Saturday, March 29, 2008

Deadlines and flower arranging

The biggest drawback of working for a publication is meeting its deadline.

Now, I am not whinging about either work or deadlines. I enjoy my job and the the newspaper I work for is published weekly. But the one evening a week that I need to work late is the same night that we practice Tea. On a good day, the paper is finished by 7:00 and I'll be home somewhere between 7:30-8:00. On a rough day we still can be working at 8:00. Or later. By the time I'm home I'm ready for shoes-off, sweat pants-on, cocktails and dinner, not sitting seiza and folding fukusa. In the end, though, Tea practice refreshes my weary mind and I'm glad for it. My knees are another matter.

This week's practice -- with Annie, Kristen, Pia, John and myself -- was excellent. I was home at a decent hour and since I had not been able to arrange Chabana that morning as I usually do -- nor had Harvey been able to -- I asked him if he still wanted me to take care of it. He replied that he was going to have one of the other students volunteer to select and arrange the flowers. I pulled a selection of vases from the cupboard and brought in a variety of flowers from the garden. The situation evolved into a workshop, with everyone arranging flowers (except me!). Annie was especially inspired. We put all the flowers in the tokonoma, whereupon Nikko the Evil Ninja Tea Cat selected one of John's arrangements and removed nearly all its petals.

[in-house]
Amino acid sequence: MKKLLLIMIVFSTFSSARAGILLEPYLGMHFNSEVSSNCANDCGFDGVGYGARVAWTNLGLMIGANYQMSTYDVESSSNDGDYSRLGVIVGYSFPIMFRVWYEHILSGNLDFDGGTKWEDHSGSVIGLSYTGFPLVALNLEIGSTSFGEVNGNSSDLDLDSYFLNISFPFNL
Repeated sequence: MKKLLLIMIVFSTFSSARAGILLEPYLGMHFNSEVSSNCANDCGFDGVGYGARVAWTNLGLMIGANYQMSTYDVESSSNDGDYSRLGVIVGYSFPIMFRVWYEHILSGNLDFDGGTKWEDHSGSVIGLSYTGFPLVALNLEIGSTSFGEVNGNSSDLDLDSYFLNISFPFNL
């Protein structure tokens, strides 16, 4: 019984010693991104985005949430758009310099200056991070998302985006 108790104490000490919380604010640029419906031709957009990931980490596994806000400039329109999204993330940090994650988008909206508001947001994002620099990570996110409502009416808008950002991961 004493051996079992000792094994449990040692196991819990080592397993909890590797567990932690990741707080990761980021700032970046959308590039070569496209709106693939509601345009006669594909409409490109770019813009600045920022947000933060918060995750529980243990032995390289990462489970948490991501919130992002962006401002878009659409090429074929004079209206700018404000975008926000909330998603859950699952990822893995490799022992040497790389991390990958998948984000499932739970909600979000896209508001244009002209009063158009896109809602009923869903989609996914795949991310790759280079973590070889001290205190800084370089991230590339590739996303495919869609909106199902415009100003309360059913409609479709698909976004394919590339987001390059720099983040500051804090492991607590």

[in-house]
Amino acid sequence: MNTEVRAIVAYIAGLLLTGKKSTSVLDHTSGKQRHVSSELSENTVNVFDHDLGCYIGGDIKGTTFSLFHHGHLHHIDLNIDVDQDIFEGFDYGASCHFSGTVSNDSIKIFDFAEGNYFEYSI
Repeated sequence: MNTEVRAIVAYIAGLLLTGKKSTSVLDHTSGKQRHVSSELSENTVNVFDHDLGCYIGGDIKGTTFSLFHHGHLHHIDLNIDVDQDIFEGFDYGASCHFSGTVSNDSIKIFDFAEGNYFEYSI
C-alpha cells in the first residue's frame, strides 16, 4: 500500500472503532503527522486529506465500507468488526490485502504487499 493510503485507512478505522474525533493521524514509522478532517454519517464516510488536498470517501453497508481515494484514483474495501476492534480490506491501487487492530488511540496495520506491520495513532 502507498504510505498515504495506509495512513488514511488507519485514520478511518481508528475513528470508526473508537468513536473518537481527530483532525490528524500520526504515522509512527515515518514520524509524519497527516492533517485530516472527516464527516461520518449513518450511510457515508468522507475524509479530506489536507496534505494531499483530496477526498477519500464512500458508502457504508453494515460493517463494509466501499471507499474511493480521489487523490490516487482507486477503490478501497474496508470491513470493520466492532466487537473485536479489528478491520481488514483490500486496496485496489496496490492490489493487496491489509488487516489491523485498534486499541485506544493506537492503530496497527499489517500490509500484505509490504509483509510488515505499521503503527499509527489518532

After Nikko apologized to John (in her own fashion, of course), Annie and Kristen coached Pia while she made usucha. John was shokyaku and the rest of us played musical guests while taking turns making tea (except me!).


Pronunciation: 'dOl-dr&mz, 'däl-, 'dol-
Function: noun plural
Etymology: probably akin to Old English "dol" foolish
1 : a spell of listlessness or despondency
2 often capitalized : a part of the ocean near the equator abounding in calms, squalls, and light shifting winds
3 : a state or period of inactivity, stagnation, or slump


I'd like to blame this period of apparent inactivity on the weather: It's been rather warm, muggy and overcast, making me inclined to take nap (and I'm not much of a nap-taker). There are other reasons for my inactivity, which I'll deftly avoid addressing, and go on to talk about last night's tea practice.

A full complement of students appeared at the house last night, after several weeks of Kristen having company, or Annie or me having work issues, or John and Pia housesitting. I was even done with work early enough to be home in time to enjoy tea with them. Harvey, on the other hand, was having a bad day with back pain and could not sit with us in the chashitsu. We practiced basic folds for fukusa, and then had usucha.

Nikko -- the tea cat -- was particularly well-behaved and didn't eat the flowers in the tokonoma (last night's chabana was white Dicentra/bleeding hearts/Dutchman's breeches). She did sit in the tokonoma for a spell, and I commented to teshu, "Those are lovely flowers in the tokonoma. What are they?" To which Kristen replied, "They are called 'Nikko-breeches.'"